A Swedish study, similar in design to a case-control study, indicated an increased risk for acute nonlymphocytic leukaemia in men with occupational exposure to petroleum products. One hospital-based case-control study in the USA revealed an increased risk for testicular cancer in service station attendants and garage workers; another showed an increased risk for pancreatic cancer in men with occupational exposure to dry cleaning agents or gasoline. Another US case-control study demonstrated an increased risk for liver cancer in service station attendants, particularly for hepatocellular carcinoma. A case-control study of cancer at many sites in Canada revealed an elevated risk only for stomach cancer among men exposed to automotive gasoline.
Nine case-control studies from four countries provide data on paternal occupations involving exposure to hydrocarbons and the risk for cancer in children. There was no consistent association between father's occupation and risk for childhood cancer, although significant results appeared in a few of the studies. Only one study gave detailed data on maternal occupations involving exposure to hydrocarbons during pregnancy; this suggested an increased risk for leukaemia in their children. No study specifically assessed exposure to gasoline, but paternal occupations such as motor vehicle mechanic and service station attendant were not consistently associated with an increase in risk.
Urinary thioether excretion was increased in samples taken from service station attendants after work. The half-life of antipyrine was reduced in such workers.
No report specifically designed to study genetic and related effects in humans following exposures to gasoline was available to the Working Group.
Male, but not female, rats developed nephropathy after exposure to unleaded gasoline, with hyaline droplet accumulation, necrosis and degeneration of proximal convoluted tubules. The extent and severity of hyaline droplet accumulation paralleled the extent and localization of renal tubular cell proliferation.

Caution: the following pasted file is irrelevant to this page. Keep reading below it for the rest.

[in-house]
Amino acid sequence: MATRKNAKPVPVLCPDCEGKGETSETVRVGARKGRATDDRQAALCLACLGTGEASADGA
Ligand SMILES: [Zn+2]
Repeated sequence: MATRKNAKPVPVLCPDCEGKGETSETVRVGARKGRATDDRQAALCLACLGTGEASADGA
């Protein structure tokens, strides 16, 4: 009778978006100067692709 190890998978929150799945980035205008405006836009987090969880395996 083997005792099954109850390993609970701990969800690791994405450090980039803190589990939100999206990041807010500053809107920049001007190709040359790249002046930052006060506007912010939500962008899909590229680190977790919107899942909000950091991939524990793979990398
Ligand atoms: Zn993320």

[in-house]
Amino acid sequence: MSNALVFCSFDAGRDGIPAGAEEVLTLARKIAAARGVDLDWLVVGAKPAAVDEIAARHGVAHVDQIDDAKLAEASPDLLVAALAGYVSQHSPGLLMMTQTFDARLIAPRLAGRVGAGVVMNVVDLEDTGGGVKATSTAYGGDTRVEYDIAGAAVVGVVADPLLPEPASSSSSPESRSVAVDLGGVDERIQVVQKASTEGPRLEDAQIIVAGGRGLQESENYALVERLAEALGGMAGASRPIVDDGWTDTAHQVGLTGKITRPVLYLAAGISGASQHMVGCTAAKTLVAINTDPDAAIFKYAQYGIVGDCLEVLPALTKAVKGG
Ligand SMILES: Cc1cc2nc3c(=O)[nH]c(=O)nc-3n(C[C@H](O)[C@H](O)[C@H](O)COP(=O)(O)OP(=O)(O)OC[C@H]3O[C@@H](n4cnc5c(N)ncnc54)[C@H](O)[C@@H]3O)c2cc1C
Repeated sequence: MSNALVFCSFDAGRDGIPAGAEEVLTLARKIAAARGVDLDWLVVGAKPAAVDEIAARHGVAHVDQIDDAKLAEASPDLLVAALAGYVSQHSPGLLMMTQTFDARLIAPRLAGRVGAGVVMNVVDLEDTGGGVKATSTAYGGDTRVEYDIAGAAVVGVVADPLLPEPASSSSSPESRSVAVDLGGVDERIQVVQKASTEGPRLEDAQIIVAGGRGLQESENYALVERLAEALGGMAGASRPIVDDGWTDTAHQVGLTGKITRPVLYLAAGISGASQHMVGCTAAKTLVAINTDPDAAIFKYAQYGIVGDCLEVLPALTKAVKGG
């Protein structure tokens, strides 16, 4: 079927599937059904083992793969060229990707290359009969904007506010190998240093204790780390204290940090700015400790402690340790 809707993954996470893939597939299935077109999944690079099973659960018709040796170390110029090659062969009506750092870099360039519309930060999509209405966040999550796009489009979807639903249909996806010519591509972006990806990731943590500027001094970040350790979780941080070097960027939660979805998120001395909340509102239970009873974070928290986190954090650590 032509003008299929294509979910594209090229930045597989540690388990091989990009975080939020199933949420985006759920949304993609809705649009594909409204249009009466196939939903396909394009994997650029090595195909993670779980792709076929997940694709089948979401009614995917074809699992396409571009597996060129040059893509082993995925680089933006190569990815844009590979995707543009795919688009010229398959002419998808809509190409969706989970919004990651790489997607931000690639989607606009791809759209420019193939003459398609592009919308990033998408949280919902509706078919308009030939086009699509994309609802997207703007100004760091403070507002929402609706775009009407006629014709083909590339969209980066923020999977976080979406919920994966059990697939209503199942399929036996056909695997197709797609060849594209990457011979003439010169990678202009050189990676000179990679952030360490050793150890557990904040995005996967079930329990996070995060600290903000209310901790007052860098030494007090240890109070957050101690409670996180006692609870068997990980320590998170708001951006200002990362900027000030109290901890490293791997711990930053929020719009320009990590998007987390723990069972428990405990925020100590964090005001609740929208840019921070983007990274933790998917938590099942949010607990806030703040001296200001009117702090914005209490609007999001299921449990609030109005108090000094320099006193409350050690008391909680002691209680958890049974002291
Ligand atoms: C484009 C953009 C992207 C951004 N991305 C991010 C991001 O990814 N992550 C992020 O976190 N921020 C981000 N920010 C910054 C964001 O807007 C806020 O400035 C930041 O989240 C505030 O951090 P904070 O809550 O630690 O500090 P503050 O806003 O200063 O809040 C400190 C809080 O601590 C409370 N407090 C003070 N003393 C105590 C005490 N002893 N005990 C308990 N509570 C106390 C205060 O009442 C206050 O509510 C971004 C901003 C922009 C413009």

Two samples of unleaded gasoline (one described as PS-6, the other as having a boiling range of 31-192 oC) were tested in a series of assays for genetic and related effects. Neither sample induced chromosomal aberration in the bone marrow of rats treated in vivo. The PS-6 sample induced unscheduled DNA synthesis in vivo in male and female mouse hepatocytes, but not in male rat hepatocytes or in male or female rat kidney cells, nor did it induce sister chromatid exchange or mutation in cultured human lymphocytes. Neither sample induced mutation in cultured mammalian cells; however, an extract of and the residue from the evaporation of the PS-6 sample did induce mutation in cultured mammalian cells. The PS-6 sample induced unscheduled DNA synthesis in vitro in mouse, rat and human hepatocytes but not in rat kidney cells. A leaded gasoline induced somatic mutation in insects. The other sample of unleaded gasoline, an extract of the PS-6 sample and the residue from the evaporation of the PS-6 sample did not induce mutation in bacteria.
There is inadequate evidence for the carcinogenicity in humans of gasoline.
There is limited evidence for the carcinogenicity in experimental animals of unleaded automotive gasoline.
In making the overall evaluation, the Working Group also took note of the following supporting evidence. Unleaded gasoline induces unscheduled DNA synthesis in hepatocytes from male and female mice treated in vivo and in cultured mouse, rat and human hepatocytes. There is limited evidence for the carcinogenicity in experimental animals of light straight-run naphtha and of light catalytically-cracked naphtha (see the monograph on occupational exposures in petroleum refining). Benzene is carcinogenic to humans (Group 1); for 1,3-butadiene, there is inadequate evidence for carcinogenicity in humans and sufficient evidence for carcinogenicity in experimental animals (Group 2B) (IARC, 1987).
Gasoline is possibly carcinogenic to humans (Group 2B).
For definition of the italicized terms, see Preamble Evaluation.
Synonyms for Aviation gasoline
Last updated 01/21/98
See Also: Gasoline (CHEMINFO) Gasoline,(ICSC)